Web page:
By Staff Reporter
EX-South African President Kgalema Motlanthe says his Commission of Inquiry into Zimbabwe’s August 1 post-election violence will not be swayed by High Court judge David Mangota’s unintended suggestions Wednesday Vice President Constantino Chiwenga had a hand in the killing of six civilians by the army.
He was addressing the media in Mutare on Saturday.
This was after his probe team had conducted another evidence gathering session among residents of the eastern border city who witnessed the ill-fated Harare skirmishes.
“All what the court has done was to say the commission was established in accordance with the laws of Zimbabwe. So the Commission can then proceed with its work. It`s mission was not pre-empted by that court order,” said Motlanthe.
Justice Mangota Wednesday threw the cat among the pigeons when he suggested the country’s Defence Minister was consulted before armed military personnel was unleashed into central Harare to quell the disturbances.
The judge was dismissing a court application by one Allison Charles and the Counselling Service Unit (CSU) who took President Emmerson Mnangagwa to court seeking the disbandment of his inquiry team.
Charles and CSU had argued that Mnangagwa was “conflicted” in the matter, further saying the President, as commander-in-Chief of the Zimbabwe Defence Forces, wielded authority to deploy soldiers, and hence, it was irregular of him to order a probe into his own his conduct.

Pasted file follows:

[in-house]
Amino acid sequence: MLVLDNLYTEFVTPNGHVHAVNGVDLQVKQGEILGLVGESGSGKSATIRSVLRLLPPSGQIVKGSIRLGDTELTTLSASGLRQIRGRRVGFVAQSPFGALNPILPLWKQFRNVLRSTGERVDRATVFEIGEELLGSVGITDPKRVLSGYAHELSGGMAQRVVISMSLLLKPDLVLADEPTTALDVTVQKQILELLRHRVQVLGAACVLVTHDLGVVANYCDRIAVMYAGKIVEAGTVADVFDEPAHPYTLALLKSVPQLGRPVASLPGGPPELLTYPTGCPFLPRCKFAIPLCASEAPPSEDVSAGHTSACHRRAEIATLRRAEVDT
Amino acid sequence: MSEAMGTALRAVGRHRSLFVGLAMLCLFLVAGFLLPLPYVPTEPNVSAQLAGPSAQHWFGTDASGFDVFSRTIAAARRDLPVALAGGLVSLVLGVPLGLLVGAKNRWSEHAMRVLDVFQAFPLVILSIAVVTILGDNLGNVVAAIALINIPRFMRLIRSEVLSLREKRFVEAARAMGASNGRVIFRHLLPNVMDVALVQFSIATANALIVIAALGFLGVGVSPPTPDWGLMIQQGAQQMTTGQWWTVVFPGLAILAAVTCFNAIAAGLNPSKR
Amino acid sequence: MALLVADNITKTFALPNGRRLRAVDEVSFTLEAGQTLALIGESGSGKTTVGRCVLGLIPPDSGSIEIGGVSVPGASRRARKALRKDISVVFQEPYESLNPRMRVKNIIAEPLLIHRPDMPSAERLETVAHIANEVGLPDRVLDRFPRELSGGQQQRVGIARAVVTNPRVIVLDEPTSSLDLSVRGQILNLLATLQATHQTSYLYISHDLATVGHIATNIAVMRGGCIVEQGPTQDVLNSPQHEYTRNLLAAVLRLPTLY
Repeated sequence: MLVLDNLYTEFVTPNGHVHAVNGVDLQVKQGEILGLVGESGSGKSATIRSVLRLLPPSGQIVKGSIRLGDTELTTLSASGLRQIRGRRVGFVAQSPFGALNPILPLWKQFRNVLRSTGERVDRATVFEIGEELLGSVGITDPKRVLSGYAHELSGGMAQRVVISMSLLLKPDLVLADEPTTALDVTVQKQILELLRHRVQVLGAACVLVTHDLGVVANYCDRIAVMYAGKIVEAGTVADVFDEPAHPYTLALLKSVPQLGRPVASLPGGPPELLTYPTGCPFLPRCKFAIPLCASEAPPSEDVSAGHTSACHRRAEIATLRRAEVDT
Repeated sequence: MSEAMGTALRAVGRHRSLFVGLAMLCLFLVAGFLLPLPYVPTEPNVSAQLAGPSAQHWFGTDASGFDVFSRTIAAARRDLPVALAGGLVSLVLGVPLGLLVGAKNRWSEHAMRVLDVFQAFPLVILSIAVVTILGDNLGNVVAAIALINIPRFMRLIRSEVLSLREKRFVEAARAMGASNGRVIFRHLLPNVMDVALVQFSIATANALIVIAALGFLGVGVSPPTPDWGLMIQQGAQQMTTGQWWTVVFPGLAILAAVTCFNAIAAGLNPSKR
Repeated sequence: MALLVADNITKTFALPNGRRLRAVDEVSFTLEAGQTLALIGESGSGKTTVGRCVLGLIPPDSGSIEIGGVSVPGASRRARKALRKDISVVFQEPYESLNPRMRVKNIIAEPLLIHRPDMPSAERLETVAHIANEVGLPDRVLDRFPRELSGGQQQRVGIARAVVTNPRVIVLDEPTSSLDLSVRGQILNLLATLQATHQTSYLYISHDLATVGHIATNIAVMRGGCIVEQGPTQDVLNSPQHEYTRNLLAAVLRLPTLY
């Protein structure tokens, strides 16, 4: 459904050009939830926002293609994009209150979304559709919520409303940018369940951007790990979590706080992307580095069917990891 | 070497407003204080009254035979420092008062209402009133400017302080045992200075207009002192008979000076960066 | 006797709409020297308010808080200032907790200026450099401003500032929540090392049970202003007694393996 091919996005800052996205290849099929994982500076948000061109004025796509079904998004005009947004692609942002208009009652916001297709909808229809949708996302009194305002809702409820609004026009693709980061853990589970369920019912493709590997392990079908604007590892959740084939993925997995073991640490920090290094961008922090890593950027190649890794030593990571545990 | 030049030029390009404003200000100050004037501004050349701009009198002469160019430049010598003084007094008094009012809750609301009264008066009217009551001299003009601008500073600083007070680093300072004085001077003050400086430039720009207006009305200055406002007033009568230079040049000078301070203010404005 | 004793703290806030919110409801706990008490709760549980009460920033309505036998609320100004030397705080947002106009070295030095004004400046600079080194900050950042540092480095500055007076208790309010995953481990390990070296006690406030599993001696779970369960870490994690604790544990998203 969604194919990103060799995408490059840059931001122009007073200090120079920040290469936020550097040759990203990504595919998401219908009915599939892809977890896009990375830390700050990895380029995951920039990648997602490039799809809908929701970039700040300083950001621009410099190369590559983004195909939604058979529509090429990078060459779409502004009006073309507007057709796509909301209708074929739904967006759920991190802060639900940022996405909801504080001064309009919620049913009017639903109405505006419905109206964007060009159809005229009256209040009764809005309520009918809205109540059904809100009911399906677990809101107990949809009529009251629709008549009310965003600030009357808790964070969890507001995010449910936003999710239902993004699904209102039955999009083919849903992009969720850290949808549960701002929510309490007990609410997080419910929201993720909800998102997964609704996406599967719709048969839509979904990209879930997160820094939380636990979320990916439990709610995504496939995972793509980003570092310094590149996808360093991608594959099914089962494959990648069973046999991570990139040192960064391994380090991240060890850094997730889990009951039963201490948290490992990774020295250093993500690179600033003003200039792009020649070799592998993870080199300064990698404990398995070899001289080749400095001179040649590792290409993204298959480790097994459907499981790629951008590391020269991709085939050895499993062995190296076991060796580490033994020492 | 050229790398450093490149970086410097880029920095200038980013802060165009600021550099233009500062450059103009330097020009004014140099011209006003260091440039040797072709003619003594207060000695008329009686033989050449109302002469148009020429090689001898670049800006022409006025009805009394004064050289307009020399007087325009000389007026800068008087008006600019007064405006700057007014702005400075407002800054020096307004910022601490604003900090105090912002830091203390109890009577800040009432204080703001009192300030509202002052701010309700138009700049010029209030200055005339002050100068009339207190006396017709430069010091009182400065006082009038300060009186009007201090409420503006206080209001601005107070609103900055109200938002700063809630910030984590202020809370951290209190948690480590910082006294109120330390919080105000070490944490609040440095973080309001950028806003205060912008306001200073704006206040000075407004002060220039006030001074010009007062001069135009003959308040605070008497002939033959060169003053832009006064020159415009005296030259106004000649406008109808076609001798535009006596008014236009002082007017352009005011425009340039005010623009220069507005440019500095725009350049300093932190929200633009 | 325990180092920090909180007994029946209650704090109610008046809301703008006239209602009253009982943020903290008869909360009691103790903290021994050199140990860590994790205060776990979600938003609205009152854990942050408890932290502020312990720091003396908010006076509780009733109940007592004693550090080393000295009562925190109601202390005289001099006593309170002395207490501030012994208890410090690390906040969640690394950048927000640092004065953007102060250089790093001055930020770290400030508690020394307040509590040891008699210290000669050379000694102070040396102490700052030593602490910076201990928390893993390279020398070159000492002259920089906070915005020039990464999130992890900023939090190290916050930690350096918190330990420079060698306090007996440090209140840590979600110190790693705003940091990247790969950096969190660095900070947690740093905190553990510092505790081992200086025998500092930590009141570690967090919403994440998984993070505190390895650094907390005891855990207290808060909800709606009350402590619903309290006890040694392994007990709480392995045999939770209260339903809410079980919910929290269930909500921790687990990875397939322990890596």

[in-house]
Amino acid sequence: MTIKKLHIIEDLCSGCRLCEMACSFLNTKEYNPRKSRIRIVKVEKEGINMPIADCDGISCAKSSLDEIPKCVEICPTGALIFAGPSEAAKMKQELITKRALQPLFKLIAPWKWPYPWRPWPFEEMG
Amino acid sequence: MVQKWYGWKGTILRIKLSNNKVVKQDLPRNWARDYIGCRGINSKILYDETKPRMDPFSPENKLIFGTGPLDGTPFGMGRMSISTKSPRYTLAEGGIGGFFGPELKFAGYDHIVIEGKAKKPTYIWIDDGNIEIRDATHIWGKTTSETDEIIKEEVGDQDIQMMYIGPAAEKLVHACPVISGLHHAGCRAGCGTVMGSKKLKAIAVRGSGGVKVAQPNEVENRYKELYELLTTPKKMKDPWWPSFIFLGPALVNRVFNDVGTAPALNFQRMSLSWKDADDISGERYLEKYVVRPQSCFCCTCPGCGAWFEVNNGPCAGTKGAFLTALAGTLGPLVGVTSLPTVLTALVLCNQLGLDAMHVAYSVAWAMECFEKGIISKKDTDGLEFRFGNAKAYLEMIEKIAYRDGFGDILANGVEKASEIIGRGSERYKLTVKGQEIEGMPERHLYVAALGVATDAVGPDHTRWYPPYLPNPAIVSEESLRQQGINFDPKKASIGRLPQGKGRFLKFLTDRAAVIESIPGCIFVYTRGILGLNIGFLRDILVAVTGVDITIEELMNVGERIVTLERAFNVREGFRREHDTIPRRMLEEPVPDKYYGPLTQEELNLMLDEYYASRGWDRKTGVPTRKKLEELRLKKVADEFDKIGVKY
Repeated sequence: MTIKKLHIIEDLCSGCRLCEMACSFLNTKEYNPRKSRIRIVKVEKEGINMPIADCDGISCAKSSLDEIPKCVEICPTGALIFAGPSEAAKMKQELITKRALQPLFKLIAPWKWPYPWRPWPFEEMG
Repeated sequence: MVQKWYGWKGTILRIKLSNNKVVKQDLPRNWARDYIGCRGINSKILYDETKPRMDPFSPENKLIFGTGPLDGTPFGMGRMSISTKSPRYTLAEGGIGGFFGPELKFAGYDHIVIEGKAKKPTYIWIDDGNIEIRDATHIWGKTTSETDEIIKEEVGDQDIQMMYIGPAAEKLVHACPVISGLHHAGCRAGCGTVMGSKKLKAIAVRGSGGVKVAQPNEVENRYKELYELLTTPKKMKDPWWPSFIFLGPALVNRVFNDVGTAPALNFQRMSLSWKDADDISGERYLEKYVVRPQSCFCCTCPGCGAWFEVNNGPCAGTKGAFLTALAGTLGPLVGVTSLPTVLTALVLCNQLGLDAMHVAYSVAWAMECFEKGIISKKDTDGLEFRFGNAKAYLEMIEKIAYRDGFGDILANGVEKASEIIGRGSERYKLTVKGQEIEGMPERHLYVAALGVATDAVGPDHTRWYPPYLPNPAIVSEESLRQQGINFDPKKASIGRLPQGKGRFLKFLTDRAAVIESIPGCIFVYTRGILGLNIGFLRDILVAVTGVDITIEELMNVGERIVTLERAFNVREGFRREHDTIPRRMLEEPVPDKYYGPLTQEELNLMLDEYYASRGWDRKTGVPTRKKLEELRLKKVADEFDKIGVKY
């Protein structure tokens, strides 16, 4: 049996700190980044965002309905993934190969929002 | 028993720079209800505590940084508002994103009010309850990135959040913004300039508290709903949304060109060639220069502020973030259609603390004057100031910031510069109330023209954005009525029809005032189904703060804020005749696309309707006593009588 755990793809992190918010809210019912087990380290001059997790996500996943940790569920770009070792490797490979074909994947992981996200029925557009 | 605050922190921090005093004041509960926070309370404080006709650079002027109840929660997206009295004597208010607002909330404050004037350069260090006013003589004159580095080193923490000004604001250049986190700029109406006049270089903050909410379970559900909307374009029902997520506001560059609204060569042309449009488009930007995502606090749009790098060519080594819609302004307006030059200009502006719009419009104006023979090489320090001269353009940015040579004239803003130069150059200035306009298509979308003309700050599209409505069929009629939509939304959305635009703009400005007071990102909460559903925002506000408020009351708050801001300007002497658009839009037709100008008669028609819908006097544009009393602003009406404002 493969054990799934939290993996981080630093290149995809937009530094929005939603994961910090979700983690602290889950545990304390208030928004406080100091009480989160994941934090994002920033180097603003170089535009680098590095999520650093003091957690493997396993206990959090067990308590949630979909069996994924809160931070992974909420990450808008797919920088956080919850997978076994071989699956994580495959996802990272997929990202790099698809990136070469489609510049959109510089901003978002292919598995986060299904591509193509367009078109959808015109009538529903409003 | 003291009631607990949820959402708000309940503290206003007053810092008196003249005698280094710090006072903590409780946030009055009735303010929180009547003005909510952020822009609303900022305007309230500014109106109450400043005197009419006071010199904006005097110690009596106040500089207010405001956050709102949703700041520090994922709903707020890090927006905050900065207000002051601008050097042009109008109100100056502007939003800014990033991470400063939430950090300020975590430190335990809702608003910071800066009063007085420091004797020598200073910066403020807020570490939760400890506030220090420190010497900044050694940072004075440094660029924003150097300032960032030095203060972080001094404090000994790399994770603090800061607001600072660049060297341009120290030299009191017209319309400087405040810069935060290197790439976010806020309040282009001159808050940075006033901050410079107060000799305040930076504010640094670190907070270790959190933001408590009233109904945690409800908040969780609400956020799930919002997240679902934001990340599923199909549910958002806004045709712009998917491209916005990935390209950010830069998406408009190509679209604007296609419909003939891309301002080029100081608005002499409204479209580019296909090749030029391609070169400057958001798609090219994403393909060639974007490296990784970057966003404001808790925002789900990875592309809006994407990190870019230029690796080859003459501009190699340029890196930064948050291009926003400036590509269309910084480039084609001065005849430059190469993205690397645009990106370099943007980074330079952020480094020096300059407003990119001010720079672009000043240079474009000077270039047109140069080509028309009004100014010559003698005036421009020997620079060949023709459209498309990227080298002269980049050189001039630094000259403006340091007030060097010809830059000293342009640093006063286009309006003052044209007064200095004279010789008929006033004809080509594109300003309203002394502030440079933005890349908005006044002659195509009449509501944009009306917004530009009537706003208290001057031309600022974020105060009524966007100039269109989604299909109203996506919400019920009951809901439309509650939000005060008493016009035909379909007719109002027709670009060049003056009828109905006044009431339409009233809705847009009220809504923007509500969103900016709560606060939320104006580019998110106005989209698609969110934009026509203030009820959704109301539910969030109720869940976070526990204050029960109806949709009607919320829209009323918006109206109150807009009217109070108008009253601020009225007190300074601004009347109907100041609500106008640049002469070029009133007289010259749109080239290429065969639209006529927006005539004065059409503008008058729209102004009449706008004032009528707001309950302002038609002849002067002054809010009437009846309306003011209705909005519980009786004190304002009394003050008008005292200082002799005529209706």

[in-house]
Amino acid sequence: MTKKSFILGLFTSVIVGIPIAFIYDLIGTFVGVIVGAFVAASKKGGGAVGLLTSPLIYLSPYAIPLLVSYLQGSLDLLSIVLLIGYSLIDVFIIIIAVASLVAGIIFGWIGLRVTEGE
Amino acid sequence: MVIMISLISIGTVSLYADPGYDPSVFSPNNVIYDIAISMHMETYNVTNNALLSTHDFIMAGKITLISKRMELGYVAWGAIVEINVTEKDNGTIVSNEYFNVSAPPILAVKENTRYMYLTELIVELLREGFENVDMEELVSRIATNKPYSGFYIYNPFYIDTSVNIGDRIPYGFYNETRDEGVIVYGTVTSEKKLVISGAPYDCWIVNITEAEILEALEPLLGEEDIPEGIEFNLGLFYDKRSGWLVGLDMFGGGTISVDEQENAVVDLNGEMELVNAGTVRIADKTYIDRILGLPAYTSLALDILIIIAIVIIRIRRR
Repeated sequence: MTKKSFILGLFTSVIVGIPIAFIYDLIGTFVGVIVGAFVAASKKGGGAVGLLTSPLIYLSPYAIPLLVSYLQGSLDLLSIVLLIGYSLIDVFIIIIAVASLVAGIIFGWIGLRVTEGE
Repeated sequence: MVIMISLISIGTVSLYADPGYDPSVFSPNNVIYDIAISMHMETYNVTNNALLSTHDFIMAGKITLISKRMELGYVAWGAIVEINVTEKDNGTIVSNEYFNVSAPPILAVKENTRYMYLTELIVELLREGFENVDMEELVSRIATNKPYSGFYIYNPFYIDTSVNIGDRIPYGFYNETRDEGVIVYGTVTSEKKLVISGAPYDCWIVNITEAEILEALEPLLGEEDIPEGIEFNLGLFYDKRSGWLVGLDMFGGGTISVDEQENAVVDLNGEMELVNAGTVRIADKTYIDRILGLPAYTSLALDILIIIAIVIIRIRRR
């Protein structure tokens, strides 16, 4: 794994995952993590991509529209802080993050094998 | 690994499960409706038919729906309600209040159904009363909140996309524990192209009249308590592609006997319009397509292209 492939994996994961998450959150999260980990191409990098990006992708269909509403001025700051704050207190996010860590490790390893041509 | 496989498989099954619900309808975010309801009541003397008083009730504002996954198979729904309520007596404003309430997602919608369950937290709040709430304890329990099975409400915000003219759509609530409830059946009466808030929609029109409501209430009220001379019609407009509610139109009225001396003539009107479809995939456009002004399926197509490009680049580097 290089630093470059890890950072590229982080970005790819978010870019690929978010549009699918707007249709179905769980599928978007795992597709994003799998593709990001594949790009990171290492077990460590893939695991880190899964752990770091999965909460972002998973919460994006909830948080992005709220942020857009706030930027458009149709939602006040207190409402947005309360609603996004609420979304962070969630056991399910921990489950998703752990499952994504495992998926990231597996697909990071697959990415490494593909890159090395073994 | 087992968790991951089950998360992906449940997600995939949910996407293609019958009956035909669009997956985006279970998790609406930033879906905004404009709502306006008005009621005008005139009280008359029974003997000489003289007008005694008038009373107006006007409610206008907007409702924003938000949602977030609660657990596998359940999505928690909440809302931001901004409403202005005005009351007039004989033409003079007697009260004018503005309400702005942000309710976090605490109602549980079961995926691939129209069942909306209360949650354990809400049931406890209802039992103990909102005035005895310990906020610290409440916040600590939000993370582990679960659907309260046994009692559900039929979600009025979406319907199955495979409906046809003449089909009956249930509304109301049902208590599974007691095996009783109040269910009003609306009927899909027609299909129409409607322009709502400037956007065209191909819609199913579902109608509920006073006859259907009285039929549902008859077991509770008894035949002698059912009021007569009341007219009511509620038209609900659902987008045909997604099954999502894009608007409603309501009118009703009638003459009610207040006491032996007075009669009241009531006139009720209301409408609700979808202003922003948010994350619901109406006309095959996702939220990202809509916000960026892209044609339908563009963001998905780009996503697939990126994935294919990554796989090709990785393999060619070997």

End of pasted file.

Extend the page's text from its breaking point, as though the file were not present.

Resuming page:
But in his ruling, Mangota said the command structure within the police and army on matters of security was followed with the police commanders consulting their line Minister and the latter consulting the Defence minister for a decision on the deployment of soldiers to assist an overwhelmed police quell the violence.
“…He (defence minister), in turn, dispatched members of the defence forces who worked under the command of the regulating authority of the district of Harare,” he said.
At the time, VP Chiwenga doubled as defence Minister.
There were however concerns that the court ruling may have pre-empted the Motlanthe enquiry’s own findings long before the report could even be produced.
Motlanthe denied this Saturday, adding, “The court was specific in mentioning that the prayer for those who brought their case before it was to question the legitimacy of the commission”.
Meanwhile, Motlanthe said from November 7 to 9, the Commission’s secretariat heard evidence from 24 different witnesses in the city Mutare.
“Today, the Commission heard evidence from 13 witnesses. I therefore wish to assure you that all your views will be taken into consideration when we come up with our report and recommendations,” he said.
Motlanthe said his commission has, to date, heard a total of 124 witnesses from three Judicial regions (Harare, Bulawayo, Gweru and Mutare).
“The Commission would like to assure the nation that no one shall be arrested or intimidated for testifying before this commission,” he said.
The ex-South Africa President said his Commission shall continue with hearings in Harare on Monday and Tuesday with the police and the army also expected to give their own testimonies.